Today we had to say goodbye to our beloved cat, Asia, aged about 19 years … and probably 11 of her 9 lives.
I’ve never been comfortable with euthanasia, not even the concept of it. The idea that we can take away another being’s life to ease pain is foreign to me … but then, the kind of pain that requires euthanasia is also foreign to me, so I cannot imagine what is needed to take away a life that I find so precious.
Thus it was that I delayed so much with Asia.
Alex and I adopted Asia, a stray with the Calgary Humane Society, in February 2006. She was estimated to be 18 months old at the time. A torbi tabby with white paws, chin, and belly, she was as cold and aloof as any stereotypical cat could be. But we would soon learn that she was not stereotypical at all.
Alex, for the record, is allergic to cats. But she loves them and had wanted one all her life, especially after the cat she had known as a child had to be taken away because her allergies had reared. As an adult, she really wanted to try. We got an air purifier to be near the bed, we tried to keep Asia out of the bedroom unsuccessfully, proving she wasn’t so aloof. We came close to having to give her away, but Alex made one more valiant push … and her allergies seemed to throw in the towel and accept that there was a cat. At least one cat, Asia.
It wasn’t until Alex was pregnant that Asia learned the joy of laps. And then she was around us much more than before. She slept on our bed, cuddled up with us on couches, even tolerated being picked up for longer periods of time.
And then she moved with us to Costa Rica. The poor kitty was trapped in a soft-sided travel bag for nearly 14 hours straight, save for a break in Houston to get some fresh air. She lived in an apartment without a yard, she didn’t see grass except from a balcony for a year and a half.
And she loved grass. And lying in dirt, hiding under the bushes in our front yard back in Calgary. She was terrified of the plentiful jackrabbits that hopped about, so never went near them. She wasn’t particular fond of the other cats, though thankfully never got into a fight with Molly, who was the primary troublemaker. (A black cat in our current house, whom we’ve dubbed “Shitty Kitty”, is an entire other matter. We’ve been thinking of various traps for the feline monster.)
Asia had asthma. I’ve heard in the years since she was diagnosed that it can come from allergies to humans. This is my second cat with asthma, and … maybe it’s me? I hope not. She had to have a daily inhaler for most of her life to ease her breathing, and about every three months got a shot of depomedrol, a steroid that dealt with the worst of it.
Our vet, Dr. Sasa Karagic, saw Asia regularly in his little clinic next to the Petsmart across from Chinook Mall. He had come recommended to me years earlier from a co-worker, and we came to trust his judgement and adored his care of our kitty, even though he was sometimes brusque (something I’ve come to expect from those from Eastern Europe, so it doesn’t faze me).
Even through the worst experience, a mysterious ailment that brought her to death’s door (I still wonder to this day if it was a result of her somehow ingesting fibreglass), multiple tests, x-rays, and ultrasounds, and we came within a breath of deciding to put her down, Dr. Sasa talked us out of it, and prescribed metrodiazonal, which is about as miracle a drug as I’ve ever seen. Asia was back.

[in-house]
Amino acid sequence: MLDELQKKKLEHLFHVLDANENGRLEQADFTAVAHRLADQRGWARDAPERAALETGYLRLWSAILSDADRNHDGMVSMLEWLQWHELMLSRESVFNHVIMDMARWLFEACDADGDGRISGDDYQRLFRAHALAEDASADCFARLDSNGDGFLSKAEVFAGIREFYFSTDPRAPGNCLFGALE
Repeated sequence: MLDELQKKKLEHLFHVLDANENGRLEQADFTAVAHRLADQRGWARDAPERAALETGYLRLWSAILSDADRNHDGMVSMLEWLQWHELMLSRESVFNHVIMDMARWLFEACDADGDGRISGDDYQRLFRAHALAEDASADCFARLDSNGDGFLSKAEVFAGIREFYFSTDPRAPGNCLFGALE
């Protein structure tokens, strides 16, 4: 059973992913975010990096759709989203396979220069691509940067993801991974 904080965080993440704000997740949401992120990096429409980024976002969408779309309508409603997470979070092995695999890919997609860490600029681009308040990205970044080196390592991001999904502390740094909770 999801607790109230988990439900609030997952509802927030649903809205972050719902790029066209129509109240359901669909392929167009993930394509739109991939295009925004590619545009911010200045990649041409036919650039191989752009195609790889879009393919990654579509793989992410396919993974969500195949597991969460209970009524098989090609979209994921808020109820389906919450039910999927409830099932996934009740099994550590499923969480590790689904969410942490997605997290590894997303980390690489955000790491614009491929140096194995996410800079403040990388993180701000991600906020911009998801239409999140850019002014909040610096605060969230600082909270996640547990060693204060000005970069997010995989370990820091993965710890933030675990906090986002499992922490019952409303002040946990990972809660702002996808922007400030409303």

But she was old. Arthritis was setting in, her joints were failing, ear infections might have led to deafness (we’re not sure), and then we got the news that her kidneys were starting to fail. All the years of depomedrol shots to keep her breathing might have finally caused her end, something we were warned about shortly after Asia started getting them, a side-effect of the drug. Blood tests confirmed that matters were worsening, quickly.
In her final months, Asia limped (and stumbled) through on gabapentin, another miracle drug that minimized the pain she felt, which we can only assume was considerable given how much more easily she could move. But she could barely jump, I built her a set of steps to climb up and down from our front window bench where she could lay in the morning sunshine.
And it was in her beloved sunshine where she came to her end. Dr. Sasa and his staff came to our home. And it was without doubt the single hardest thing I think I’ve ever had to face in my life, even harder than losing my father. Asia had been with us for 17 long, wonderful years, and it was impossible to let her go. I think even Sasa might have been moved by our reaction.
Monkey came back home from school to say goodbye to her furry older sister. I think as hard as it was for me, it was even harder for her. Monkey was born into a cat household, Asia was present from the moment Monkey came home. Every morning when she got up, the first thing she would do is find Asia to say “good morning” (sometimes it was only babble, but that’s what toddlers do). But I cannot stress enough how proud I am of her for her bravery, facing this moment in her life, through all the tears and sorrow and ache, especially as a teenager. She’s so much stronger than me at that age, even twice that age.
And then she was gone. I was a sobbing mess. Even now, it’s hard to type through the grief. But as was said on Marvel’s WandaVision:
What is grief, if not love persevering?
(Hey, say what you will about superhero movies or the MCU or comic books, but there is often insightful, wise things that arise from the full. This stuck with me the moment I heard it, and it was one of the first things I said to Monkey, an MCU fan, who immediately corrected me because I got it wrong.)
Farewell, Asia. And thank you for all of your love over the years, whatever you were willing to offer. We are so much better for it.